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Saint Jerome in prayer

Attributed to Rocca Giacomo

(active in Rome c. 1575.-1605)

This painting on slate appears for the first time in the 1642 inventory of the possessions of Ortensia Santacroce, through whose estate it entered the Borghese Collection no later than 1693. It depicts St Jerome, a Father of the Church, who is here portrayed kneeling in front of the Cross as he is about to pound his chest with a stone. Several of his attributes are visible next to him: a skull, symbol of the vanity of earthly life; a book, perhaps the Vulgate, his translation of the Bible into Latin; a cardinal’s hat; and the inseparable lion: according to tradition, Jerome healed the animal by removing a thorn from its paw, which from then on was the saint’s faithful companion.

In all likelihood executed by the painter Giacomo Rocca, the composition seems to also reflect Jerome’s ideas about feeding the soul and mind: ‘When I say the cross, I am not thinking of the wood, but of the Passion. [...] Happy the man who bears in his heart the cross’  (Commentary on Psalm XCV).

Object details

early 17th century
oil on slate
44 x 36 cm

Salvator Rosa, 55.8 x 47.8 x 5.5 cm


Rome, collection of Ortensia Santacroce, 1642, 30 June (Inv. Ortensia Santacroce 1642, no. 51; Della Pergola 1959); Rome, Borghese Collection, 1693 (Inv. 1693, room VIII, no. 12; Della Pergola 1959) Inv. 1790, room X, no. 8; Inventario Fidecommissario Borghese 1833, p. 17. Purchased by Italian state, 1902.


This painting entered the Borghese Collection from the estate of Ortensia Santacroce, wife of Francesco Borghese and sister-in-law of Pope Paul V. One of her inventories, dated at the bottom ’30 June 1642’ (Borghese Archive, Vatican Apostolic Archive, 457, f. 27), contains the entry of ‘a painting with the Crucifixion and St Jerome on Lydian stone’ (Inv. 1642, no. 51; see Della Pergola 1959). The work was transferred to the Borghese Collection no later than 1693, when the family inventory of that year more precisely listed ‘a painting of two spans on slate, with Christ on the Cross, St Jerome kneeling as he pounds his chest, the lion at the foot of the cross with a skull, no. 37. Gilded frame, by fra’ Bastiano del Piombo’ (Inv. 1693; Della Pergola 1959).

While its provenance is certain, doubts continue to persist about the painter of this work. The inventory of 1693 attributed it to Sebastiano del Piombo, yet this name was already changed to Girolamo Muziano in that of 1790. The compiler of the 1833 Inventario Fidecommissario evidently rejected this attribution but left the description of the work without naming a specific artist. Indeed Paola della Pergola (1959) published the composition as by an anonymous painter, and subsequent critics generally followed her lead (C. Stefani in Galleria Borghese 2000; Herrmann Fiore 2006).

What we can affirm is that the painting was executed by a late-Mannerist painter active in Rome in the early 17th century, as is suggested by the type of crucified Christ, which recalls Roman models, and by the support, namely slate. The use of this material was in fact rediscovered by Sebastiano del Piombo following the Sack of Rome in 1527 and was especially popular in that city, where beginning in the early 17th century small-format paintings commissioned primarily for purposes of private worship were in great demand on the part of sophisticated, cultured collectors.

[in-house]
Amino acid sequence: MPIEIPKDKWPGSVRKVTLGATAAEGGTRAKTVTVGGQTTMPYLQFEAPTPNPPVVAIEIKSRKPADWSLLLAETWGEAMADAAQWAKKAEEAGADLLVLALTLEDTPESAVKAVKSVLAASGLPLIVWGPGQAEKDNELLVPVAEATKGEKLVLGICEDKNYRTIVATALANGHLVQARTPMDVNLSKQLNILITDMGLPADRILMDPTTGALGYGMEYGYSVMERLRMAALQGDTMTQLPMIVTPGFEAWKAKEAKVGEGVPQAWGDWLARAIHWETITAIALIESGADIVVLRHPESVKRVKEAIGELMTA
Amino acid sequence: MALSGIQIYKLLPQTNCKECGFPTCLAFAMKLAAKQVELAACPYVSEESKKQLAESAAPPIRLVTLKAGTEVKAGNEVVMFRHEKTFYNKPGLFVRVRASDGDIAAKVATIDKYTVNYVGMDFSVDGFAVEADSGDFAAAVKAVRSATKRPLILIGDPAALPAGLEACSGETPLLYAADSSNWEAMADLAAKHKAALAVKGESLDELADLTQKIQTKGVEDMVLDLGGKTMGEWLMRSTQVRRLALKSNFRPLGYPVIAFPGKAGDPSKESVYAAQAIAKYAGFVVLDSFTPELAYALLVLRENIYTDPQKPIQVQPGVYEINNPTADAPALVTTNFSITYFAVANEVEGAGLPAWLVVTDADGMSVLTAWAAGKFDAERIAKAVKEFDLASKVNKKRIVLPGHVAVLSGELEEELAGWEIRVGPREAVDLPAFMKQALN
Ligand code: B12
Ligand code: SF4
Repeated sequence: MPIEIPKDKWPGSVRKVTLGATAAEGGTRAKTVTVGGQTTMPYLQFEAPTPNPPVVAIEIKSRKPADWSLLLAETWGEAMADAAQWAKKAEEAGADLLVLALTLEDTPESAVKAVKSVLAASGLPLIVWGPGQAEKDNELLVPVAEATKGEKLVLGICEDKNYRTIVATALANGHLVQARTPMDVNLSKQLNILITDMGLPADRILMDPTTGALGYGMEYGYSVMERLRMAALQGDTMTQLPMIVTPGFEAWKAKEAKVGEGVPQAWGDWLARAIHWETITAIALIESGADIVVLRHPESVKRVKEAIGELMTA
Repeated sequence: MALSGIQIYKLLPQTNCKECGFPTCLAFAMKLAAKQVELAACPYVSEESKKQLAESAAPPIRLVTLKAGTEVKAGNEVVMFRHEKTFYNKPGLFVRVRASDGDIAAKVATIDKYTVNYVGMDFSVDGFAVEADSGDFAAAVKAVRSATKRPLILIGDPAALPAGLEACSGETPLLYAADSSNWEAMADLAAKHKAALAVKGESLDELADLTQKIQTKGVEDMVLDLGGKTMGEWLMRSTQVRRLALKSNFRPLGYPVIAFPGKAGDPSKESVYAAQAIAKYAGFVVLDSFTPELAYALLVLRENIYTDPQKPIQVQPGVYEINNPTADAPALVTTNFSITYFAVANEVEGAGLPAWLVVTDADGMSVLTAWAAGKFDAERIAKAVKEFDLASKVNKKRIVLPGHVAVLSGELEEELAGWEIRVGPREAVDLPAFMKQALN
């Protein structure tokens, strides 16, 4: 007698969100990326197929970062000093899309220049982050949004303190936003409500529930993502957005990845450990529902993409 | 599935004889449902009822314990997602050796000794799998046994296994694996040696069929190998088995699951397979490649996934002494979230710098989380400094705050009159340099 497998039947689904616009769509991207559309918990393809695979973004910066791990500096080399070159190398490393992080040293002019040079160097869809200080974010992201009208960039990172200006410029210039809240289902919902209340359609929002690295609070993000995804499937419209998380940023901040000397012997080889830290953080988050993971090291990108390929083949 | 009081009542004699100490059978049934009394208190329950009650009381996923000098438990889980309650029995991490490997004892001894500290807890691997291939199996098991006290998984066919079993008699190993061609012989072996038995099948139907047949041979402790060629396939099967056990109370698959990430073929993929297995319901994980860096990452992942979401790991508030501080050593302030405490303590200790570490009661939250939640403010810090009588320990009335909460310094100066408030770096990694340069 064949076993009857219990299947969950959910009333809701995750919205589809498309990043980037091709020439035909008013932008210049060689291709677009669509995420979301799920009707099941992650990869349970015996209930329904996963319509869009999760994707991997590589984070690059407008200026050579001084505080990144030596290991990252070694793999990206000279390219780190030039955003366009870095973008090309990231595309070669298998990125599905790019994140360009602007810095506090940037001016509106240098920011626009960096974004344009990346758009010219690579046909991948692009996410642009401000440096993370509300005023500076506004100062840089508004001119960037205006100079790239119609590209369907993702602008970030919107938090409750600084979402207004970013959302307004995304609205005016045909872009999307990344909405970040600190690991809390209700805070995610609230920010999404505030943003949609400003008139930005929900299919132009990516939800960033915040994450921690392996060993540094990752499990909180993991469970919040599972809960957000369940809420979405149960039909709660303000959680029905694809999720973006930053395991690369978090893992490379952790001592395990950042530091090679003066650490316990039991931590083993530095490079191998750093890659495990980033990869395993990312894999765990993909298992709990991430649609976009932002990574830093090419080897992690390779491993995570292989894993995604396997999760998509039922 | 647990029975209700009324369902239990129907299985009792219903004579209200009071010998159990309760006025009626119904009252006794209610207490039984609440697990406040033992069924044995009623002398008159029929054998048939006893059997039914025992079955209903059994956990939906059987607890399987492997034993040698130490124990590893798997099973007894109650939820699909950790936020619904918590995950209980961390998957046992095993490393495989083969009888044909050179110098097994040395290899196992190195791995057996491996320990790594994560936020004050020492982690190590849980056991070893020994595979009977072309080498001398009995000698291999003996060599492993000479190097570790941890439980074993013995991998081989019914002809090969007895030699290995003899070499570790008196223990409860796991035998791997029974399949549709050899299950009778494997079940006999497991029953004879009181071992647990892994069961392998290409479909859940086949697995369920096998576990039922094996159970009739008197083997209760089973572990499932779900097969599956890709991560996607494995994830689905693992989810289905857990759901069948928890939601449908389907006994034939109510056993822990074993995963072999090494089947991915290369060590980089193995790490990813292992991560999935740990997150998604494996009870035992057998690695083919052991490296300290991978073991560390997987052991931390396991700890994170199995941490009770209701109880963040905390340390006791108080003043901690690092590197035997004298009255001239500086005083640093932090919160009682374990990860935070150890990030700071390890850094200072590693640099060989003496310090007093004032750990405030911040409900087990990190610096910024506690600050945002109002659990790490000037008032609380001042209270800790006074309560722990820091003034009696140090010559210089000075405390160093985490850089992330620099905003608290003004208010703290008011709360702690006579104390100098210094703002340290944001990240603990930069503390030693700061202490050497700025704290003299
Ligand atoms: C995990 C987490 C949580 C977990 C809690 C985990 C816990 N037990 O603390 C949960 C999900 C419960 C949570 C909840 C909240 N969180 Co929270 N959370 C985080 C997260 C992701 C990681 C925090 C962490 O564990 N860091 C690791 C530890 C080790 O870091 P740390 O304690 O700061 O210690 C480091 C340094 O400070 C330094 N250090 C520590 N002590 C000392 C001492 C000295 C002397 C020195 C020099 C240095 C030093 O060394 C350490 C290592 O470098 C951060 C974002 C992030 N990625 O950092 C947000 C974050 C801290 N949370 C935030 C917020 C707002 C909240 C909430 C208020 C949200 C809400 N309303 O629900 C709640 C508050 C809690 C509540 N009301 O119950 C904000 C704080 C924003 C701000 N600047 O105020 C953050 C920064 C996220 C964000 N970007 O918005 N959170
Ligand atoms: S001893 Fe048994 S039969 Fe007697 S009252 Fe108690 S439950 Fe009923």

The painter of this composition, then, most likely formed part of this circle. This was in fact the case of Girolamo Rocca, the artist from Rome who trained under Daniele da Volterra, whose works on stone were similarly successful. Roberto Longhi (1928) was the first to propose the name of Rocca; recently, the present writer expressed his agreement with this hypothesis (A. Iommelli in Meraviglia senza tempo 2022).

At the same time, this attribution must be made with great caution: unfortunately very few works have until now been ascribed to this artist with certainty. In his short biographical sketch of Rocca in Le vite’ de pittori, Giovanni Baglione (1642) wrote of a composition with a similar subject executed by the painter for the altar of the Ceuli chapel in the Basilica of Santa Maria degli Angeli in Rome.

Antonio Iommelli

  • G. Baglione, Vite de’ pittori scultori e architetti. Dal Pontefìcato di Gregario XIII del l572 In fino a’ tempi di Papa Urbano VIII nel 1642, Roma 1642, pp. 62-63
  • G. Piancastelli, Catalogo dei quadri della Galleria Borghese, in Archivio Galleria Borghese, 1891, p. 434;
  • A. Venturi, Il Museo e la Galleria Borghese, Roma 1893, p. 220;
  • G. Cantalamessa, Note manoscritte al Catalogo di A. Venturi del 1893, Arch. Gall. Borghese, 1911-1912, n. 510;
  • R. Longhi, Precisioni nelle Gallerie Italiane, I, La R. Galleria Borghese, Roma 1928, p. 224;
  • P. della Pergola, La Galleria Borghese. I Dipinti, II, Roma 1959, p. 96, n. 136;
  • P. della Pergola, L’Inventario Borghese del 1693 (III), in “Arte Antica e Moderna”, XXX, 1965, pp. 202, 211;
  • P. Moreno, C. Stefani, Galleria Borghese, Milano 2000, p. 313;
  • K. Herrmann Fiore, Galleria Borghese Roma scopre un tesoro. Dalla pinacoteca ai depositi un museo che non ha più segreti, San Giuliano Milanese 2006, p. 164;
  • A. Iommelli, in Petrae volant, scripta manent: tracce di pietre in casa Borghese nel XVII secolo, in Meraviglia senza tempo. Pittura su pietra a Roma tra Cinquecento e Seicento, catalogo della mostra (Roma, Galleria Borghese, 2022-23), a cura di F. Cappelletti, P. Cavazzini, Roma 2022, pp. 109, 110 fig. 101, 113 n. 68.